Tantoo Cardinal On Why We Have to Do Better for Indigenous Canadians
Photo: Marta Iwanek/Toronto Star via Getty Images
Tantoo Cardinal, 71, is one of Canada’s most celebrated stars of stage and screen, with a career spanning more than 50 years and earning her everything from the Order of Canada to the Academy of Canadian Cinema and Television’s Earle Grey Award for lifetime achievement.
Here, in honour of the National Day for Truth & Reconciliation, we revisit our 2017 discussion with the actress, who is of Métis descent, who told journalist Patricia Pearson about her view of the natural world, reconciliation and how Canadian leadership must take a primary role in forging meaningful relationships with Indigenous communities.
I grew up in an environment where our traditions, stories, ceremonies—everything had gone underground. In my time, there was a lot of silence. But there were ideas and parts of stories that would surface now and again. Once, when I was around five, the night sky turned red. It created a sense of awe, and out of that awe came fragments of stories about what was coming in the world. There would be a time when the sky would change. There would come a time when the trees would change colour, the fish would turn belly-up, dying in the thousands. There would be great wars.
As a child, I was always aware that these things were coming and, as I progressed out into the world, away from my community to the city, I met people who knew more of the details of these stories, so I kept learning. As the mining in Fort McMurray progressed, and the stories began seeping out about sickness, about what was happening to the animals and the land and the water, I screamed because nobody was paying attention. But it’s like screaming through glass; people see your mouth is moving but you can’t get through.
In order to do those things to the Earth—our sustenance—you have to see the Earth as an object. You cannot see her as a living, breathing force that sustains us. Now, with the Truth and Reconciliation Commission, we can say genocide. Maybe one day we will be able to say ecocide. But my people have not been the ones to listen to. There has been an attempt to snuff us out from the very beginning. Our wisdom has been trampled on. People are encouraged to buy, to be materialistic, to get more and more and more.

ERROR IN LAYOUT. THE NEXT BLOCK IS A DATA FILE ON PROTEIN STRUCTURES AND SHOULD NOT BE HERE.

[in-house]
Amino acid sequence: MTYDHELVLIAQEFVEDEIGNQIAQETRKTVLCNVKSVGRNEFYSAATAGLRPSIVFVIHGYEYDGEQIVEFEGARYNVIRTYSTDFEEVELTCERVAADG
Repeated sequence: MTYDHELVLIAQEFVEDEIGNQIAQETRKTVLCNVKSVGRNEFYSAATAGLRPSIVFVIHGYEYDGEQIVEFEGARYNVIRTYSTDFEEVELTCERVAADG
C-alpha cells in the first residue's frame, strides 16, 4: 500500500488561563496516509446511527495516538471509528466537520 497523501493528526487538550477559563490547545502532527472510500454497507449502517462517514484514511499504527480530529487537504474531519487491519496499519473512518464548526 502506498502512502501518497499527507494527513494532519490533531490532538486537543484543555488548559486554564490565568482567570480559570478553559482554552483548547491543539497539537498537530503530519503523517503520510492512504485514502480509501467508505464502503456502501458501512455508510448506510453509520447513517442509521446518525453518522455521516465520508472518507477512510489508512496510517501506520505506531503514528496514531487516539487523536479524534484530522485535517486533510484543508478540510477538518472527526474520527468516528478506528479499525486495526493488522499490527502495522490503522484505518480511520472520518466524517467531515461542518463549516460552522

I grew up in an environment where we had to fix anything that broke. People were very creative in making what they needed. We lived in a log house with kerosene lamps and candles. I had one foot in the old ways, where you didn’t depend on the store. We ate a lot of wild meat: moose, beaver, rabbits, spruce hens. People had gardens and preserved food, canned vegetables and berries. Then there was a big psychological battle to get people off the land. Even trappers were encouraged to give up their traplines because it was “the way of the past.” When I go by plane to Fort McMurray, I can see why. There are pipelines and cutlines; they needed every inch of that land we were on to do what they are doing.
No good can come from stealing. There’s been a theft of the wisdom and love and life of my people and a theft from the wisdom of women. I see Canada as a fledgling country, a gathering of people saying, “We are smart, we’re the best in the world, we’re wise” … and ruthless. Absolutely ruthless. You need to recognize the enzymes missing – my people, my culture, my matrilineal civilization is missing. That’s why Canada’s not healthy. And I can’t just put on a fancy dress and pretend it’s not happening. I can’t do it. There are too many people affected. My own life is affected by this blindness. It’s an arrogance and it comes from Manifest Destiny. Where do you get off deciding your idea of civilization is the greatest in existence? What’s it going to take for people to recognize that this is a great fallacy? Nature is slow, but Nature is the real power. “Nature bats last.” I think our people have a manual on what the cost of it all is going to be. We have had our economic base ripped out from under us generation after generation. So we know what that is. We’ve had our families destroyed, so we know what that is. We’ve had our communities destroyed. We know what that is. So, whatever heartbreak you think you face—it’s been had.
The indigenous world is supposed to be the most important relationship for this young leader, Trudeau. Well, you know what? It’s on the rocks. You’re just pretending, you’re not listening. You have no idea what’s required in this relationship. You don’t want to build the relationship in the home; you just want to keep on going to the boys’ club. So, if you say that the indigenous relationship is the most important, then you’re not walking your talk. You don’t even come home. You don’t even know what this relationship is about. It’s about the Earth. It’s about your mother. As an indigenous people, we represent the mother. This society has been spoiled by the father. —As told to Patricia Pearson
A version of this article appeared in the June 2017 issue with the headline, “Mother Earth,” p. 86-87.